By: Maya Fanjul-Debnam
In this current political climate, tensions are running high between parties, and it appears as if there’s nothing we can agree on. Nothing that is, except early care and education.
A recent national poll conducted by the First Five Years Fund found that 90 percent of voters agree that Congress and the next president should work to make quality early education accessible to low and middle-income families. As highlighted in the First Five Years Fund study:
“There is overwhelming support—with little opposition—for a federal plan that helps states and local communities provide better access to quality early childhood education. Nearly three quarters of the electorate support this plan: 73% favor and only 24% oppose. 54% of Republicans, 70% of Independents, 91% of Democrats voice support. A majority of key swing voter groups also favor investing more in early childhood education from birth to age five.”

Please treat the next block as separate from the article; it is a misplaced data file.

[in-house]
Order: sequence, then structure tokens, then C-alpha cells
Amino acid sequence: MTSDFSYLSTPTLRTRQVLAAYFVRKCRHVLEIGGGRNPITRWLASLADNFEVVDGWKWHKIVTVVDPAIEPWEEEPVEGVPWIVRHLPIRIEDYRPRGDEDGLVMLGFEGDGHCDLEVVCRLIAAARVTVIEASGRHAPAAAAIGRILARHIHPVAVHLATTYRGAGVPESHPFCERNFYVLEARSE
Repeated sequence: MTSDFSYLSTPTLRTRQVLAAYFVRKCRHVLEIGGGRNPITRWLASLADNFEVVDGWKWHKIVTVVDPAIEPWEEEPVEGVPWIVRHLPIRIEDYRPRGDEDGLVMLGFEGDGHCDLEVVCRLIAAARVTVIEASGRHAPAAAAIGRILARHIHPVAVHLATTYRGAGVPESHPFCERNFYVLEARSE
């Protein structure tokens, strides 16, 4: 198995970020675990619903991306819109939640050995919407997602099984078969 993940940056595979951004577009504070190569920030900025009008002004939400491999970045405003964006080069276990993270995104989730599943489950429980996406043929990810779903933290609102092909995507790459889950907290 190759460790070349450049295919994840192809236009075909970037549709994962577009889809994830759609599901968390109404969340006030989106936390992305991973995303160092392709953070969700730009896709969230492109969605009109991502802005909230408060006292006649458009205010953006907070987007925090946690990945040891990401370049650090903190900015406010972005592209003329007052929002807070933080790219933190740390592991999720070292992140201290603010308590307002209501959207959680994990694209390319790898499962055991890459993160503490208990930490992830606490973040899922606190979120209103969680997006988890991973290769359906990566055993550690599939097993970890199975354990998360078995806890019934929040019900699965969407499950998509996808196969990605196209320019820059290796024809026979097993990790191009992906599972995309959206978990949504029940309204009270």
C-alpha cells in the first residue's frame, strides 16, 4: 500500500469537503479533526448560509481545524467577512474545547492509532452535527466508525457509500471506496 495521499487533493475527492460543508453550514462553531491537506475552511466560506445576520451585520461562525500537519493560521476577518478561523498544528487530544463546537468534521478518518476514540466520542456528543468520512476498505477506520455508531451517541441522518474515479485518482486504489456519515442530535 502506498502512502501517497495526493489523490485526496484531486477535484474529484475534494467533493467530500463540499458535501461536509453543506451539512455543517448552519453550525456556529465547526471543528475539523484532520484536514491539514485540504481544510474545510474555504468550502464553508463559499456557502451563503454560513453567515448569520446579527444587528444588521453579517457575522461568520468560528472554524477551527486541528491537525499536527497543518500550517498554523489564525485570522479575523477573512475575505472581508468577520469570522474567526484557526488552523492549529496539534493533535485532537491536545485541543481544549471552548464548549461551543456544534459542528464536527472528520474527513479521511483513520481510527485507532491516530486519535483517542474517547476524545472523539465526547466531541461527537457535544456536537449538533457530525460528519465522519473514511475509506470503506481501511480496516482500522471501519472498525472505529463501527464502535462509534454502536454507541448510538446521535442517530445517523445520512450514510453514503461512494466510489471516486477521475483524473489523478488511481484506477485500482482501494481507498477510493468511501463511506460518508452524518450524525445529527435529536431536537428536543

This is great news for the 300,000 Minnesotan children who need child care and early education. A study conducted by Child Care Aware shows only 265,553 slots in child care programs for the entire state, leaving tens of thousands of children without access to quality care. Additionally, Minnesota has a large amount of families with two working parents or caregivers, making child care essential for the entire family.
Increasing access to early educational programs is one of the easiest ways to level the playing field for children of varying socioeconomic statuses, a crucial component to Minnesota’s large achievement gaps. Learning begins at birth, and children need to be in environments that foster their learning.
Voters acknowledge this fact. It’s time for elected officials to as well.